A non-governmental organization, Foundation for Partnership Initiatives in the Niger Delta (PIND), introduced the MAH and the Malaysian knife to palm oil farmers across the Niger Delta, eliminating the need for climbers.
“Even a blind man can see it. It takes just five minutes to prune one tree when using a climber but in five minutes, I can prune up to ten palm trees with the use of the mechanical harvester easily,” says Ojeah.
“As I am talking to you, I am happy because, throughout this year, I didn’t lack, my farm is always filled with bunches. If I tell you the jerry cans of oil I sold this year, I made good money. Initially, I get 80 cans every year but this year , I got 180,” he continued.
Ojeah said he has been able to buy more hectares of land to plant extra 500 palm fruit trees as a result of the bumper harvest he got in 2018.
With the MAH, harvesting job has been made a lot easier, says Melody. “By using the machine, one man can conveniently do the job of four persons. The job you ought to have done for four days you can complete it in one day by using the same workforce.”
Melody, who has four MAHs said that for his workers to harvest palm bunches in tall trees, they do not require rope to climb because the MAH allows them to harvest from the ground because it has the capability of harvesting from 25ft from the ground and the tendency of falling from the trees is drastically reduced.
Increased production and income
Nwangba said the MAH is economical and does not consume too much fuel. “With one litre of fuel, you can harvest a whole farm of five hectares. It has reduced my stress in the oil palm production and I get double of what I get now using the MAH and it has increased my income.”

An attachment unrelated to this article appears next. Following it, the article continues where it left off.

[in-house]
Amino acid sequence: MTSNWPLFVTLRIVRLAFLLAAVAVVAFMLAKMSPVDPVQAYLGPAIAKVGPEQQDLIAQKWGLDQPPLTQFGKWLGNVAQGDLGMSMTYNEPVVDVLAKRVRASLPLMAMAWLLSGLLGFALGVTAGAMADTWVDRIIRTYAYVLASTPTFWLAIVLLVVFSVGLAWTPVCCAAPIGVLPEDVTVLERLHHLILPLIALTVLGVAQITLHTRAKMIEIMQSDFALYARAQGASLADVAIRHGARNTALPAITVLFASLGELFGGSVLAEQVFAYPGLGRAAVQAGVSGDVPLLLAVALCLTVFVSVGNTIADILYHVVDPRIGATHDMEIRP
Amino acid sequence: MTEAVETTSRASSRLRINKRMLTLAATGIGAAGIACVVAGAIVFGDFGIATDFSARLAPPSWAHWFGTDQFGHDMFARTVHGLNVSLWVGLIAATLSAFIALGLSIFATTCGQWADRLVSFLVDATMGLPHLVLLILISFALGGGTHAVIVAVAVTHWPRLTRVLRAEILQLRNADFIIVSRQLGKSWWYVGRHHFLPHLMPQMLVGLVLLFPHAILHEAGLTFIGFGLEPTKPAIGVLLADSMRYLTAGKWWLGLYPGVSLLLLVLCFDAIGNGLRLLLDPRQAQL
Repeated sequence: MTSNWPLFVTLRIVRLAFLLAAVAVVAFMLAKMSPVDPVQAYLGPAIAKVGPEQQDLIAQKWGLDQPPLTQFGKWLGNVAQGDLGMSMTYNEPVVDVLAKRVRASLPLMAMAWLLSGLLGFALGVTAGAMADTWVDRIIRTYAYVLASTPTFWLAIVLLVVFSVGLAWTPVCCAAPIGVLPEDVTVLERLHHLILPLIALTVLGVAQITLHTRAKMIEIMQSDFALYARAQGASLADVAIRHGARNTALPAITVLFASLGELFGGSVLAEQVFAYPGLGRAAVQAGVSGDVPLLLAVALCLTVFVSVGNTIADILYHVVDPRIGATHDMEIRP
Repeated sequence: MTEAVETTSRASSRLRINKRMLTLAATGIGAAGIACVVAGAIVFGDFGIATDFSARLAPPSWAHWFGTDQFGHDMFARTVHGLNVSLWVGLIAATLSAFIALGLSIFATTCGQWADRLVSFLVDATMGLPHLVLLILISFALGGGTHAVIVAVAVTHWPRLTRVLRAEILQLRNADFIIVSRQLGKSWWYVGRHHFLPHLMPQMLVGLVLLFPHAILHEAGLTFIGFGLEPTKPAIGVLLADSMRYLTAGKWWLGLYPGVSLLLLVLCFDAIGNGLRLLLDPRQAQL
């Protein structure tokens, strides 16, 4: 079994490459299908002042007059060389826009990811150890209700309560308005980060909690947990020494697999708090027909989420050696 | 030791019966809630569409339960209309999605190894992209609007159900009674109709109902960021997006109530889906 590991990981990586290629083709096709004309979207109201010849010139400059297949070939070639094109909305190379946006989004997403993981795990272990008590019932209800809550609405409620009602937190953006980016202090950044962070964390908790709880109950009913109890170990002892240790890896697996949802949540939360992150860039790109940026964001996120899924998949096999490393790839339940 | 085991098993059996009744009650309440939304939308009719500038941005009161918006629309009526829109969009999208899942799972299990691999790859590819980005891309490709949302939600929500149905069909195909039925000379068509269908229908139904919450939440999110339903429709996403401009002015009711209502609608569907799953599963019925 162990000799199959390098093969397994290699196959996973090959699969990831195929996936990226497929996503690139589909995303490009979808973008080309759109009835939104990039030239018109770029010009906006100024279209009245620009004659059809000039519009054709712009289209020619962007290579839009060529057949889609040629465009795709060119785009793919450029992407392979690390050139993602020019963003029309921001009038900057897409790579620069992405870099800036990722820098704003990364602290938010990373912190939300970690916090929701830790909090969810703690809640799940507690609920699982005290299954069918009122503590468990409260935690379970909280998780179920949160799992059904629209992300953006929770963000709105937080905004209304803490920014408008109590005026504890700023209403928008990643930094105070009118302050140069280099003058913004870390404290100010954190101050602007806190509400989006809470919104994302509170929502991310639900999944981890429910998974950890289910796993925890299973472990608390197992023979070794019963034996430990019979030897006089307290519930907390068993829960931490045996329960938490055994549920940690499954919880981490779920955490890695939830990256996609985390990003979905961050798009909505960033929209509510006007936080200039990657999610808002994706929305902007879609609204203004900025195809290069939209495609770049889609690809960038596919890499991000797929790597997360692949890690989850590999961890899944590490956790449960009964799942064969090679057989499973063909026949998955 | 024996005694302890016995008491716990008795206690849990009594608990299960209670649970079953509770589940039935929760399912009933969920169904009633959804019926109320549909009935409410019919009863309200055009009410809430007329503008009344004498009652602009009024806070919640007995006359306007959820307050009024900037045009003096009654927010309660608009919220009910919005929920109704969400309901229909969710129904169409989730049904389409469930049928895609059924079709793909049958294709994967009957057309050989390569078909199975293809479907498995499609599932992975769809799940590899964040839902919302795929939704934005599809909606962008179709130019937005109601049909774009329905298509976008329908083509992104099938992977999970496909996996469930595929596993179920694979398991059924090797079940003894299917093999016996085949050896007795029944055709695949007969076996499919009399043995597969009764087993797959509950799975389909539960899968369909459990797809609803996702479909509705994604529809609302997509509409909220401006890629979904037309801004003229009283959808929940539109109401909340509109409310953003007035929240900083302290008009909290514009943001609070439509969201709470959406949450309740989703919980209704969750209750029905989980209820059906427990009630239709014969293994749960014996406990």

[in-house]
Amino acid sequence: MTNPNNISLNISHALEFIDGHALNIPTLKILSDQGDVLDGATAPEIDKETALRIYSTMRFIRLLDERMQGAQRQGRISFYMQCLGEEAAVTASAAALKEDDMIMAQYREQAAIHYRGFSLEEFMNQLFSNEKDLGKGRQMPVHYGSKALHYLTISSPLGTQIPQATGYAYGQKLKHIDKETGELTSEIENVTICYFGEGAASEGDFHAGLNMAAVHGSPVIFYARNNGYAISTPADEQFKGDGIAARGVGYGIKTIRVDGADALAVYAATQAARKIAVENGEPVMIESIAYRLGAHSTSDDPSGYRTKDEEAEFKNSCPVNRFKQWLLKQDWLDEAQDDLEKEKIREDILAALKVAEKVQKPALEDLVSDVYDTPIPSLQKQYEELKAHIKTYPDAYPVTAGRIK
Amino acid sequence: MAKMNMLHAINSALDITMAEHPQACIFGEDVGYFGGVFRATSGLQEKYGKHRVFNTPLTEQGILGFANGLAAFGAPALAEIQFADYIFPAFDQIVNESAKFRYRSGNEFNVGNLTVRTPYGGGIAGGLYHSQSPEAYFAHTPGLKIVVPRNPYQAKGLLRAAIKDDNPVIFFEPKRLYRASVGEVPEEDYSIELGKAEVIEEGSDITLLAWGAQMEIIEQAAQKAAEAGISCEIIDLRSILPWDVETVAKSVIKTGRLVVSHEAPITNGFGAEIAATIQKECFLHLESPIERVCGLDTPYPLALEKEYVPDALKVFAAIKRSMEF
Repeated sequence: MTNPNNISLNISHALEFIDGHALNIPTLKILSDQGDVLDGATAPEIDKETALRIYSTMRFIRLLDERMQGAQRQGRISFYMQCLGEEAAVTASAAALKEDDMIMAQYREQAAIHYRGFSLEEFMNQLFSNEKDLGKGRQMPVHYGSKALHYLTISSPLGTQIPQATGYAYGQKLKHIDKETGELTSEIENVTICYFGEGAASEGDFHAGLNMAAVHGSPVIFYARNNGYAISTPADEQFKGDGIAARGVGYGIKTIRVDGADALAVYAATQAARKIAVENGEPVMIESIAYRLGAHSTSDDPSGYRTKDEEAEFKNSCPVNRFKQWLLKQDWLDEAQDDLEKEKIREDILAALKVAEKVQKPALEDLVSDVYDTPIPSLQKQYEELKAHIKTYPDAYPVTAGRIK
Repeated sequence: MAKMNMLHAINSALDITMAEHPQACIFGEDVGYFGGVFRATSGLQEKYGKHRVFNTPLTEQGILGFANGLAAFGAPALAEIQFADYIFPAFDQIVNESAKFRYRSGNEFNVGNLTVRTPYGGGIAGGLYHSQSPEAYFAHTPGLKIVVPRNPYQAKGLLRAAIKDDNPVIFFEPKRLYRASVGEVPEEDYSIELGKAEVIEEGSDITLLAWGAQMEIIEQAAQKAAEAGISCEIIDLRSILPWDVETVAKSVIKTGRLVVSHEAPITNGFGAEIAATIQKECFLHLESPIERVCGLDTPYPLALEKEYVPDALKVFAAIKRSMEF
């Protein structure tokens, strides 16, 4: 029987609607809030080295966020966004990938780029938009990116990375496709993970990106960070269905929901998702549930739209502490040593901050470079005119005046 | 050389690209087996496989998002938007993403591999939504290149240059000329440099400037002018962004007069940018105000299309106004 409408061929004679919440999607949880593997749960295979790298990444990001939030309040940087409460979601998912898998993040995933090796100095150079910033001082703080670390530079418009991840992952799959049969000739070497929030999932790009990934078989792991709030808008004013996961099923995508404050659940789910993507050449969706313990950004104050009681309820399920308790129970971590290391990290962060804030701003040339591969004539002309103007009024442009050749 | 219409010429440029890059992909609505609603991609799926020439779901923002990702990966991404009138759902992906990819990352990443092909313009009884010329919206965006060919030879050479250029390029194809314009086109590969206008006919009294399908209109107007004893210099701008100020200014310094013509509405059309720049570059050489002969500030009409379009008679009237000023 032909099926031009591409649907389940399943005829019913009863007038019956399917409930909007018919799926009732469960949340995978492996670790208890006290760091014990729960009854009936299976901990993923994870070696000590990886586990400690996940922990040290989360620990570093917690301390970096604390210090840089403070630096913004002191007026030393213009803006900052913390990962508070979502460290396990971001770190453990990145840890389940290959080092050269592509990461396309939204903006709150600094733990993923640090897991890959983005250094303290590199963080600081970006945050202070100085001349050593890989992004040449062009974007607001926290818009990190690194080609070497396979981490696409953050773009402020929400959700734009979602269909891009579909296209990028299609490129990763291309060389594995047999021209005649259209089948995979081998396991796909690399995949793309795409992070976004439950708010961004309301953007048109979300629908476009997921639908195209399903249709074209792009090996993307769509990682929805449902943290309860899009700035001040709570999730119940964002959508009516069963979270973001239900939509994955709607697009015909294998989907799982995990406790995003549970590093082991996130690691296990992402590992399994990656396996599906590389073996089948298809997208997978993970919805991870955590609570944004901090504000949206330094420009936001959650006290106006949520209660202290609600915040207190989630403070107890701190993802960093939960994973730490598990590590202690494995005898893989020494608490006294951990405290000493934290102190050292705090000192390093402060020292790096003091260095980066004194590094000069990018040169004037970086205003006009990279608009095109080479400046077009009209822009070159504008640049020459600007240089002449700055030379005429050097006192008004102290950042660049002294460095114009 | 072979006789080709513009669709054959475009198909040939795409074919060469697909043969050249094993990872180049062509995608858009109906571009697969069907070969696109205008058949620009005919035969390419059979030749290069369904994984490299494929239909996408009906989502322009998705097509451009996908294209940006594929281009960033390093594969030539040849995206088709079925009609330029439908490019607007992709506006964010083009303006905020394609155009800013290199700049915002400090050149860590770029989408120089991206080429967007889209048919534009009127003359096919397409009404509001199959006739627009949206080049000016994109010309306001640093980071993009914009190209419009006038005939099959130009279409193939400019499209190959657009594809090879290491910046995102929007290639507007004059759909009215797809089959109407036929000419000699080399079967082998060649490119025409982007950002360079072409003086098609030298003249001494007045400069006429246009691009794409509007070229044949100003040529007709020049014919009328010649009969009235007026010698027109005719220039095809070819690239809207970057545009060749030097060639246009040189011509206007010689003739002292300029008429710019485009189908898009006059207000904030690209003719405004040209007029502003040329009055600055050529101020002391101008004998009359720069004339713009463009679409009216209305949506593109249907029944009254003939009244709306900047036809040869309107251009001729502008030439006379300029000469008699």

“A situation where a climber wants to climb a tree to harvest the fruits in a tree, the Malaysian knife must have pruned more than 10 trees. If a climber with a rope can get 100 bunches a day, someone who is using the Malaysian knife can harvest 300 bunches a day,” says Fylakwe.
He said with the use of the Malaysian knife, a harvester can harvest around 1,000 trees a day while a climber with a rope can only harvest 100 bunches a day.
Monday who is a harvester trained at Okomu Oil Palm Company said he liked the Malaysian knife. “It is good for me and I understand it. Someone that does not know the knife may not want to use it, but it is better.”
The use of the Malaysian knife has increased his income, says Monday. “Whenever I go to harvest with the Malaysian knife, I must harvest about 1,000 bunches per day. If it is pruning, I can prune 150 palm trees. If I go for work for four days, I don’t go home with anything less than N80,000. That one is an assurance. With climbing, I can’t get that amount”
The MAH costs N280,000 to acquire. But with support from PIND, Ojeah, Nwangba, and others were able to pay half of the amount the technology cost and PIND paid the rest. “This is part of PIND’s efforts to support smallholder farmers across the Niger Delta,” says Nazah Obi-Odu, PIND’s Market Development Advisor on the palm oil intervention.